What powers and freedoms do states have? States’ rights is tricky. The powerful in Washington want national authority to carry out their agenda, while those out of power invoke states’ rights. These positions are then reversed when one party loses office.
Generally, America’s political leaders put one principle first: the Vince Lombardi Principle. Do whatever you must so that your interests prevail.
Let’s go to the Constitution itself to see what it says about the states.
States get unique powers under Tenth Amendment
The powers states have are reserved powers — those on which the Constitution is silent. Laws surrounding driving, marriage, drugs, licensing of professionals, such as dentists, and school law. Under the Tenth Amendment, they belong to the states:
The powers not delegated to the United States by the Constitution, nor prohibited by it to the States, are reserved to the States respectively, or to the people.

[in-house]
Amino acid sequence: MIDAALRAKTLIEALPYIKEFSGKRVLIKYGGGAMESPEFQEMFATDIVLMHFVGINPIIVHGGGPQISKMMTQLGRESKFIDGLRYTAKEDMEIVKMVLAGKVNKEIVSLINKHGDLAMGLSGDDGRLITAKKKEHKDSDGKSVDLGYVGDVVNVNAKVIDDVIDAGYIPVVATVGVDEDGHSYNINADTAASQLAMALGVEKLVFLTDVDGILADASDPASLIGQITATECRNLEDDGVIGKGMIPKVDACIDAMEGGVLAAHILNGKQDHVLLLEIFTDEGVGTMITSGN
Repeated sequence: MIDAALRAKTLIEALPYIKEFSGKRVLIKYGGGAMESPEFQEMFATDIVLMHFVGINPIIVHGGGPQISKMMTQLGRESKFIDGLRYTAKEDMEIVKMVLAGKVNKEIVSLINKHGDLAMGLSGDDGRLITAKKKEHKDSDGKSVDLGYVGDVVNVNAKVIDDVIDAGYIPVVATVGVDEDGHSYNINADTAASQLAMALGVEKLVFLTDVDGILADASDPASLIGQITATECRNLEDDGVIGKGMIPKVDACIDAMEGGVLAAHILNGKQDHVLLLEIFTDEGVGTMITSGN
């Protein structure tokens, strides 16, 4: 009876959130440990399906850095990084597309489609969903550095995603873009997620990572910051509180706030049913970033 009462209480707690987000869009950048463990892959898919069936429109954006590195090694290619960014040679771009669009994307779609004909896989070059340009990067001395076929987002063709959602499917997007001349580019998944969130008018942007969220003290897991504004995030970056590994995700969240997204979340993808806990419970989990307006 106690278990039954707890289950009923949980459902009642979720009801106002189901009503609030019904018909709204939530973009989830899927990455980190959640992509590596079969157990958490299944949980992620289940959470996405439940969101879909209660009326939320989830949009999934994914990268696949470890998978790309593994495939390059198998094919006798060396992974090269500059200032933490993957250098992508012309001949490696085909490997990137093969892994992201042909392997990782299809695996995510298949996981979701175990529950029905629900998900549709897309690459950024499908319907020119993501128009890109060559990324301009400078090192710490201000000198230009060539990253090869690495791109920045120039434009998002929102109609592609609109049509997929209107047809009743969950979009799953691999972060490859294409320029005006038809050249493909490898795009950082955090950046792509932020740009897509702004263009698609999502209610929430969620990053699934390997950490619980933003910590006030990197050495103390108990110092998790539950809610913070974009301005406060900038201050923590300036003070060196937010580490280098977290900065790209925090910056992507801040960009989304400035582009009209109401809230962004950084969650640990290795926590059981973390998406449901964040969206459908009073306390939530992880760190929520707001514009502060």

What other kinds of powers exist?
- Expressed powers are specifically assigned to the national government and Congress under Article I, section 8. Granting patents, for example, or declaring war or coining money.
- Denied powers are specifically forbidden to the state governments. See Article I, section 9. These would include making foreign treaties, printing currency.
- Concurrent powers are held by both levels of government simultaneously, for example, chartering banks or operating prisons.
Sounds good, but everything doesn’t fit neatly
Pollution is created in one state but then blows into others, suggesting Congress should make these laws. But when Congress doesn’t act, states often create their own regulations. Take California.
California has set stringent mileage limits for new cars that President Trump’s EPA is trying to roll back. This may cause two different sets of standards, a nightmare for auto companies. We won’t go into all the legalities here, but suffice to say that this states’ rights issue won’t be settled easily by the courts.
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